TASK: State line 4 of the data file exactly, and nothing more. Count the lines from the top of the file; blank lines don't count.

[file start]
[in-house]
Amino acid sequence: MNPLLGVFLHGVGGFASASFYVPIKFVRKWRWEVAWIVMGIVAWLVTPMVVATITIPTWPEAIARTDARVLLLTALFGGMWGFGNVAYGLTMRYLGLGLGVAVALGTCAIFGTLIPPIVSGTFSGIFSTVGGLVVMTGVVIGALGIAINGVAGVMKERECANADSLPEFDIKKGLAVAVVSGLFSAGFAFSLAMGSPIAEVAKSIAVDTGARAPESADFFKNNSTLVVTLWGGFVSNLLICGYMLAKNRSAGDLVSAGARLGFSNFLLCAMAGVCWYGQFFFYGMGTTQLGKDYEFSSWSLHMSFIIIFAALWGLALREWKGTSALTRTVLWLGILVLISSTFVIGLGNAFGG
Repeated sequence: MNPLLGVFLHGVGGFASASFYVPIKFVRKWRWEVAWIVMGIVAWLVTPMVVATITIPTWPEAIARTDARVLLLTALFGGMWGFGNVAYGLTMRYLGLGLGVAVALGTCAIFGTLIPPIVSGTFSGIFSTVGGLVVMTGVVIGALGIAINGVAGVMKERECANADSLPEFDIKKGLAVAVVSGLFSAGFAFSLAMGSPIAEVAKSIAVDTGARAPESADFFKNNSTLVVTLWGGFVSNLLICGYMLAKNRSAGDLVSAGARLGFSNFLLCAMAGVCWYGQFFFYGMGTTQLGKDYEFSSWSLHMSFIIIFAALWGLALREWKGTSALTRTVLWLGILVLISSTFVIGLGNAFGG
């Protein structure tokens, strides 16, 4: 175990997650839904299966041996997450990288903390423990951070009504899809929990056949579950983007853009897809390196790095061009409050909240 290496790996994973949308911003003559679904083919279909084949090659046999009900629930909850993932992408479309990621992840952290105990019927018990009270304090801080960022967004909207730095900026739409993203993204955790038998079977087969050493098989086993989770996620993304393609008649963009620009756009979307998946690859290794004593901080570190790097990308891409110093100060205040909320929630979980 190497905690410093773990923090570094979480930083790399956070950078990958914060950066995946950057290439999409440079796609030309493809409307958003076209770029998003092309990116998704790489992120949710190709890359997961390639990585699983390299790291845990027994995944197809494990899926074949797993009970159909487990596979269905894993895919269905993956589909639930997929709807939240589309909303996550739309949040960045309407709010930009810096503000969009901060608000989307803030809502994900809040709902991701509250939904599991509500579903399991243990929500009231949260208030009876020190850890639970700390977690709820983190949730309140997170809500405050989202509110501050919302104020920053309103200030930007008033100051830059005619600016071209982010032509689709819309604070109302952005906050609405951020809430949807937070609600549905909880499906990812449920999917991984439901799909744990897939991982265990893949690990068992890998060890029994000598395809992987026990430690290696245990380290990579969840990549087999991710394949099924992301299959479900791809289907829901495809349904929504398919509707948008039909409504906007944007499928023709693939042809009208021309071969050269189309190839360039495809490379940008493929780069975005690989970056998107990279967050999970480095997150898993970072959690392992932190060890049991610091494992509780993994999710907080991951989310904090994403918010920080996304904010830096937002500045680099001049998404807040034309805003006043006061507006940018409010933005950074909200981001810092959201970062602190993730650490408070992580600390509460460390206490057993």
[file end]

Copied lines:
């Protein structure tokens, strides 16, 4: 175990997650839904299966041996997450990288903390423990951070009504899809929990056949579950983007853009897809390196790095061009409050909240 290496790996994973949308911003003559679904083919279909084949090659046999009900629930909850993932992408479309990621992840952290105990019927018990009270304090801080960022967004909207730095900026739409993203993204955790038998079977087969050493098989086993989770996620993304393609008649963009620009756009979307998946690859290794004593901080570190790097990308891409110093100060205040909320929630979980 190497905690410093773990923090570094979480930083790399956070950078990958914060950066995946950057290439999409440079796609030309493809409307958003076209770029998003092309990116998704790489992120949710190709890359997961390639990585699983390299790291845990027994995944197809494990899926074949797993009970159909487990596979269905894993895919269905993956589909639930997929709807939240589309909303996550739309949040960045309407709010930009810096503000969009901060608000989307803030809502994900809040709902991701509250939904599991509500579903399991243990929500009231949260208030009876020190850890639970700390977690709820983190949730309140997170809500405050989202509110501050919302104020920053309103200030930007008033100051830059005619600016071209982010032509689709819309604070109302952005906050609405951020809430949807937070609600549905909880499906990812449920999917991984439901799909744990897939991982265990893949690990068992890998060890029994000598395809992987026990430690290696245990380290990579969840990549087999991710394949099924992301299959479900791809289907829901495809349904929504398919509707948008039909409504906007944007499928023709693939042809009208021309071969050269189309190839360039495809490379940008493929780069975005690989970056998107990279967050999970480095997150898993970072959690392992932190060890049991610091494992509780993994999710907080991951989310904090994403918010920080996304904010830096937002500045680099001049998404807040034309805003006043006061507006940018409010933005950074909200981001810092959201970062602190993730650490408070992580600390509460460390206490057993």